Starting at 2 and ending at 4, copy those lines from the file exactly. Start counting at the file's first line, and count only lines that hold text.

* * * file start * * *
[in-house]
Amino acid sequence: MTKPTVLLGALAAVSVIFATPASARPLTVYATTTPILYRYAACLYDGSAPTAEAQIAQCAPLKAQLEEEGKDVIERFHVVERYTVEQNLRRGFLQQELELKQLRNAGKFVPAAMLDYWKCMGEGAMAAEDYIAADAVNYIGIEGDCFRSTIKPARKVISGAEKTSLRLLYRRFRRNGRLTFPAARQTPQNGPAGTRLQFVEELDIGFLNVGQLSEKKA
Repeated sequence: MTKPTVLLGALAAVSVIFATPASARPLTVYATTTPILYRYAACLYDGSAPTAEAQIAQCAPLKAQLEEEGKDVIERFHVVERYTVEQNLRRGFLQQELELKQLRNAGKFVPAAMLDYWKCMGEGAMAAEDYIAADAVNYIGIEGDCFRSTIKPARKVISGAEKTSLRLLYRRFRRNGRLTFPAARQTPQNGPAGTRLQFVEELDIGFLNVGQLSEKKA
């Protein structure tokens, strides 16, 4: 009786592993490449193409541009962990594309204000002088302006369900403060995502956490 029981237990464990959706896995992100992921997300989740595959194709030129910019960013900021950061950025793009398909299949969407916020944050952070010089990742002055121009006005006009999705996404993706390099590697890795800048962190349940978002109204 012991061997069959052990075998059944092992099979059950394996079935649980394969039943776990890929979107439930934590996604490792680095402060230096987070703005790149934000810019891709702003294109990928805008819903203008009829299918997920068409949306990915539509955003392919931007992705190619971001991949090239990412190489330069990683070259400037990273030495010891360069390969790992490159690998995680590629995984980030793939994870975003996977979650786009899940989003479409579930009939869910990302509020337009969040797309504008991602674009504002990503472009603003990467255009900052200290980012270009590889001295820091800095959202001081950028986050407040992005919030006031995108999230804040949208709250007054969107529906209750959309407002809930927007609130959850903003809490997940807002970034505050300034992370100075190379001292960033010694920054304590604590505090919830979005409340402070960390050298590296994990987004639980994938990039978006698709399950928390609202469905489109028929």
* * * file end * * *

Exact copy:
Amino acid sequence: MTKPTVLLGALAAVSVIFATPASARPLTVYATTTPILYRYAACLYDGSAPTAEAQIAQCAPLKAQLEEEGKDVIERFHVVERYTVEQNLRRGFLQQELELKQLRNAGKFVPAAMLDYWKCMGEGAMAAEDYIAADAVNYIGIEGDCFRSTIKPARKVISGAEKTSLRLLYRRFRRNGRLTFPAARQTPQNGPAGTRLQFVEELDIGFLNVGQLSEKKA
Repeated sequence: MTKPTVLLGALAAVSVIFATPASARPLTVYATTTPILYRYAACLYDGSAPTAEAQIAQCAPLKAQLEEEGKDVIERFHVVERYTVEQNLRRGFLQQELELKQLRNAGKFVPAAMLDYWKCMGEGAMAAEDYIAADAVNYIGIEGDCFRSTIKPARKVISGAEKTSLRLLYRRFRRNGRLTFPAARQTPQNGPAGTRLQFVEELDIGFLNVGQLSEKKA
């Protein structure tokens, strides 16, 4: 009786592993490449193409541009962990594309204000002088302006369900403060995502956490 029981237990464990959706896995992100992921997300989740595959194709030129910019960013900021950061950025793009398909299949969407916020944050952070010089990742002055121009006005006009999705996404993706390099590697890795800048962190349940978002109204 012991061997069959052990075998059944092992099979059950394996079935649980394969039943776990890929979107439930934590996604490792680095402060230096987070703005790149934000810019891709702003294109990928805008819903203008009829299918997920068409949306990915539509955003392919931007992705190619971001991949090239990412190489330069990683070259400037990273030495010891360069390969790992490159690998995680590629995984980030793939994870975003996977979650786009899940989003479409579930009939869910990302509020337009969040797309504008991602674009504002990503472009603003990467255009900052200290980012270009590889001295820091800095959202001081950028986050407040992005919030006031995108999230804040949208709250007054969107529906209750959309407002809930927007609130959850903003809490997940807002970034505050300034992370100075190379001292960033010694920054304590604590505090919830979005409340402070960390050298590296994990987004639980994938990039978006698709399950928390609202469905489109028929």